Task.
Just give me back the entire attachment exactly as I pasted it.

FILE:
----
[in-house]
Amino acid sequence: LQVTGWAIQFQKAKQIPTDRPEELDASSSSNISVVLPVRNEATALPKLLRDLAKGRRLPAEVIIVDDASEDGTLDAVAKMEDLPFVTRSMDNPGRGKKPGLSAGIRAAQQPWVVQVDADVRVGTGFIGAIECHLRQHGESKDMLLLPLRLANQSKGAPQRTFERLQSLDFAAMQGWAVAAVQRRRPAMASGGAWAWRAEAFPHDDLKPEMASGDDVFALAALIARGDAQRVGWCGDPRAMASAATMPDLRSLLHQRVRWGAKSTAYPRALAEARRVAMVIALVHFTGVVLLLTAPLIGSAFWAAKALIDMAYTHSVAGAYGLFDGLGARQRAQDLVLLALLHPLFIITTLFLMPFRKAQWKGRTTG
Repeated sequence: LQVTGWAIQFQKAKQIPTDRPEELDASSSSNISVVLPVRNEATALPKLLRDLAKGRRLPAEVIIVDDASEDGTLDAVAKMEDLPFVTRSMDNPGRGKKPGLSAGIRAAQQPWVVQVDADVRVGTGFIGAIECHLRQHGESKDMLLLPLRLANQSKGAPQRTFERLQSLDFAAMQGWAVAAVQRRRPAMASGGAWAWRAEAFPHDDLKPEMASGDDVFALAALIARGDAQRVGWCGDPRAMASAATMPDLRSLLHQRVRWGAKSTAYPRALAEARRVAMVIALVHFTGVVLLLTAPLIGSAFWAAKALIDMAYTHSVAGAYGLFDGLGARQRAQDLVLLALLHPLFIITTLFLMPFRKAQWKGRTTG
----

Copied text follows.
[in-house]
Amino acid sequence: LQVTGWAIQFQKAKQIPTDRPEELDASSSSNISVVLPVRNEATALPKLLRDLAKGRRLPAEVIIVDDASEDGTLDAVAKMEDLPFVTRSMDNPGRGKKPGLSAGIRAAQQPWVVQVDADVRVGTGFIGAIECHLRQHGESKDMLLLPLRLANQSKGAPQRTFERLQSLDFAAMQGWAVAAVQRRRPAMASGGAWAWRAEAFPHDDLKPEMASGDDVFALAALIARGDAQRVGWCGDPRAMASAATMPDLRSLLHQRVRWGAKSTAYPRALAEARRVAMVIALVHFTGVVLLLTAPLIGSAFWAAKALIDMAYTHSVAGAYGLFDGLGARQRAQDLVLLALLHPLFIITTLFLMPFRKAQWKGRTTG
Repeated sequence: LQVTGWAIQFQKAKQIPTDRPEELDASSSSNISVVLPVRNEATALPKLLRDLAKGRRLPAEVIIVDDASEDGTLDAVAKMEDLPFVTRSMDNPGRGKKPGLSAGIRAAQQPWVVQVDADVRVGTGFIGAIECHLRQHGESKDMLLLPLRLANQSKGAPQRTFERLQSLDFAAMQGWAVAAVQRRRPAMASGGAWAWRAEAFPHDDLKPEMASGDDVFALAALIARGDAQRVGWCGDPRAMASAATMPDLRSLLHQRVRWGAKSTAYPRALAEARRVAMVIALVHFTGVVLLLTAPLIGSAFWAAKALIDMAYTHSVAGAYGLFDGLGARQRAQDLVLLALLHPLFIITTLFLMPFRKAQWKGRTTG